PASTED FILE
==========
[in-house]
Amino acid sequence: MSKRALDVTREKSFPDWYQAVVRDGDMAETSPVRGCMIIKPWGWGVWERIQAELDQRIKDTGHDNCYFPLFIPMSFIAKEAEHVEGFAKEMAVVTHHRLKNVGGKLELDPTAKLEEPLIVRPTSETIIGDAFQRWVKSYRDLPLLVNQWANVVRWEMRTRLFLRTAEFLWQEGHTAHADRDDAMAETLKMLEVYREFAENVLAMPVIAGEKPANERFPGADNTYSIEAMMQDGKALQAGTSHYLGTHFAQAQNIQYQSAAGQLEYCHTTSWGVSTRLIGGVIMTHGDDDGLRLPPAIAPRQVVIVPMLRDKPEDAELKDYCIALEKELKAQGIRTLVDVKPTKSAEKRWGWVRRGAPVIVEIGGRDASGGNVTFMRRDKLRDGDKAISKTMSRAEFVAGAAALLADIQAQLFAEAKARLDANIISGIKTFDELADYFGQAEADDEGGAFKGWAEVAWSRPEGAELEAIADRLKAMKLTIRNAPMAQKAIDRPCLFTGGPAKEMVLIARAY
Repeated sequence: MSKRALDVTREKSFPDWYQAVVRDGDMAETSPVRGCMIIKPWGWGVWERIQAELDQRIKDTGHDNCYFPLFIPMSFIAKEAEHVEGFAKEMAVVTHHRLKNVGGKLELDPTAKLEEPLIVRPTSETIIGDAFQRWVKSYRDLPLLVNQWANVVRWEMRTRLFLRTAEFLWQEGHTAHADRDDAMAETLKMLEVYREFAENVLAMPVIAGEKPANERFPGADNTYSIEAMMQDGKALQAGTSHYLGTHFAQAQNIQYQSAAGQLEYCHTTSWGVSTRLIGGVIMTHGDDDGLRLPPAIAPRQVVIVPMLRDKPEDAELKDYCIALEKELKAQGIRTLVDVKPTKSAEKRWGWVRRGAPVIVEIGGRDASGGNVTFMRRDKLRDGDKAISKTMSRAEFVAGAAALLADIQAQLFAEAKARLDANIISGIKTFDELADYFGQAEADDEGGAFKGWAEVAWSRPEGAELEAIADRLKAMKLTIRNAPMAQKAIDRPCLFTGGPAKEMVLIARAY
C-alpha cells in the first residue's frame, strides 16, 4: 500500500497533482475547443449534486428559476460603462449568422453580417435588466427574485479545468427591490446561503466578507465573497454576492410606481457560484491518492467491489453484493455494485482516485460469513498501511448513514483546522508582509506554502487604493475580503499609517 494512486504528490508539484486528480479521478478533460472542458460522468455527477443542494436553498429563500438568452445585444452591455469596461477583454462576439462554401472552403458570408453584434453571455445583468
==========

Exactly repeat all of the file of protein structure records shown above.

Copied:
[in-house]
Amino acid sequence: MSKRALDVTREKSFPDWYQAVVRDGDMAETSPVRGCMIIKPWGWGVWERIQAELDQRIKDTGHDNCYFPLFIPMSFIAKEAEHVEGFAKEMAVVTHHRLKNVGGKLELDPTAKLEEPLIVRPTSETIIGDAFQRWVKSYRDLPLLVNQWANVVRWEMRTRLFLRTAEFLWQEGHTAHADRDDAMAETLKMLEVYREFAENVLAMPVIAGEKPANERFPGADNTYSIEAMMQDGKALQAGTSHYLGTHFAQAQNIQYQSAAGQLEYCHTTSWGVSTRLIGGVIMTHGDDDGLRLPPAIAPRQVVIVPMLRDKPEDAELKDYCIALEKELKAQGIRTLVDVKPTKSAEKRWGWVRRGAPVIVEIGGRDASGGNVTFMRRDKLRDGDKAISKTMSRAEFVAGAAALLADIQAQLFAEAKARLDANIISGIKTFDELADYFGQAEADDEGGAFKGWAEVAWSRPEGAELEAIADRLKAMKLTIRNAPMAQKAIDRPCLFTGGPAKEMVLIARAY
Repeated sequence: MSKRALDVTREKSFPDWYQAVVRDGDMAETSPVRGCMIIKPWGWGVWERIQAELDQRIKDTGHDNCYFPLFIPMSFIAKEAEHVEGFAKEMAVVTHHRLKNVGGKLELDPTAKLEEPLIVRPTSETIIGDAFQRWVKSYRDLPLLVNQWANVVRWEMRTRLFLRTAEFLWQEGHTAHADRDDAMAETLKMLEVYREFAENVLAMPVIAGEKPANERFPGADNTYSIEAMMQDGKALQAGTSHYLGTHFAQAQNIQYQSAAGQLEYCHTTSWGVSTRLIGGVIMTHGDDDGLRLPPAIAPRQVVIVPMLRDKPEDAELKDYCIALEKELKAQGIRTLVDVKPTKSAEKRWGWVRRGAPVIVEIGGRDASGGNVTFMRRDKLRDGDKAISKTMSRAEFVAGAAALLADIQAQLFAEAKARLDANIISGIKTFDELADYFGQAEADDEGGAFKGWAEVAWSRPEGAELEAIADRLKAMKLTIRNAPMAQKAIDRPCLFTGGPAKEMVLIARAY
C-alpha cells in the first residue's frame, strides 16, 4: 500500500497533482475547443449534486428559476460603462449568422453580417435588466427574485479545468427591490446561503466578507465573497454576492410606481457560484491518492467491489453484493455494485482516485460469513498501511448513514483546522508582509506554502487604493475580503499609517 494512486504528490508539484486528480479521478478533460472542458460522468455527477443542494436553498429563500438568452445585444452591455469596461477583454462576439462554401472552403458570408453584434453571455445583468